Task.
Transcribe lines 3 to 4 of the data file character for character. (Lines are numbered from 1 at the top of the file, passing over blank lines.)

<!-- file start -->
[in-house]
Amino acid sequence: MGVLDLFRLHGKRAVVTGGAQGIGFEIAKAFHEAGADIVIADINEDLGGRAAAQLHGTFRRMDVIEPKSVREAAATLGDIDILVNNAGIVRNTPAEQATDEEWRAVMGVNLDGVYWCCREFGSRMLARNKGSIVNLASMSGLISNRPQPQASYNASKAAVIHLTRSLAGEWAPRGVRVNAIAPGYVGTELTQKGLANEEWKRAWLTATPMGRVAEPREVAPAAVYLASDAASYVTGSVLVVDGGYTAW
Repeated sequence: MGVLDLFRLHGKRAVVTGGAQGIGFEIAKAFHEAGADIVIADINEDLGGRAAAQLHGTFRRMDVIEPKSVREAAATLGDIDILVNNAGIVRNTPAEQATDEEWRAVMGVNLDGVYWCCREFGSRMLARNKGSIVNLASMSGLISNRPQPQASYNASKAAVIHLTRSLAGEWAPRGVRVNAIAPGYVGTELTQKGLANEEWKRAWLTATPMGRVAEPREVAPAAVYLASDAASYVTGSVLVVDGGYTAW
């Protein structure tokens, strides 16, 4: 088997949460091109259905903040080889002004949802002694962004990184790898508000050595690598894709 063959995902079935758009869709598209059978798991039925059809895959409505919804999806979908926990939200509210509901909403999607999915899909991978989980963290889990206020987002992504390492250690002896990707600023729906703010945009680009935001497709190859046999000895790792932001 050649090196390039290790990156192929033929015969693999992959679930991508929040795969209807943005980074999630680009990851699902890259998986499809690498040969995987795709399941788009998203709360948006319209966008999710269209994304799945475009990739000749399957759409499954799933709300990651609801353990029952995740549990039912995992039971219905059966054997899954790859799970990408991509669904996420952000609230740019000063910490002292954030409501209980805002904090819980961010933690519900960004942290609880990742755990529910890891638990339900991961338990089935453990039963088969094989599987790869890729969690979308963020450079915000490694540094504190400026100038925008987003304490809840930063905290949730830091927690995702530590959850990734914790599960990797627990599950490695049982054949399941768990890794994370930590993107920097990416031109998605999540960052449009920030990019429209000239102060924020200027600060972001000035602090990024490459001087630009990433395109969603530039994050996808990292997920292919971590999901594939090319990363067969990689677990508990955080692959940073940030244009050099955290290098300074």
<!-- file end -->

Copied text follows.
Repeated sequence: MGVLDLFRLHGKRAVVTGGAQGIGFEIAKAFHEAGADIVIADINEDLGGRAAAQLHGTFRRMDVIEPKSVREAAATLGDIDILVNNAGIVRNTPAEQATDEEWRAVMGVNLDGVYWCCREFGSRMLARNKGSIVNLASMSGLISNRPQPQASYNASKAAVIHLTRSLAGEWAPRGVRVNAIAPGYVGTELTQKGLANEEWKRAWLTATPMGRVAEPREVAPAAVYLASDAASYVTGSVLVVDGGYTAW
């Protein structure tokens, strides 16, 4: 088997949460091109259905903040080889002004949802002694962004990184790898508000050595690598894709 063959995902079935758009869709598209059978798991039925059809895959409505919804999806979908926990939200509210509901909403999607999915899909991978989980963290889990206020987002992504390492250690002896990707600023729906703010945009680009935001497709190859046999000895790792932001 050649090196390039290790990156192929033929015969693999992959679930991508929040795969209807943005980074999630680009990851699902890259998986499809690498040969995987795709399941788009998203709360948006319209966008999710269209994304799945475009990739000749399957759409499954799933709300990651609801353990029952995740549990039912995992039971219905059966054997899954790859799970990408991509669904996420952000609230740019000063910490002292954030409501209980805002904090819980961010933690519900960004942290609880990742755990529910890891638990339900991961338990089935453990039963088969094989599987790869890729969690979308963020450079915000490694540094504190400026100038925008987003304490809840930063905290949730830091927690995702530590959850990734914790599960990797627990599950490695049982054949399941768990890794994370930590993107920097990416031109998605999540960052449009920030990019429209000239102060924020200027600060972001000035602090990024490459001087630009990433395109969603530039994050996808990292997920292919971590999901594939090319990363067969990689677990508990955080692959940073940030244009050099955290290098300074």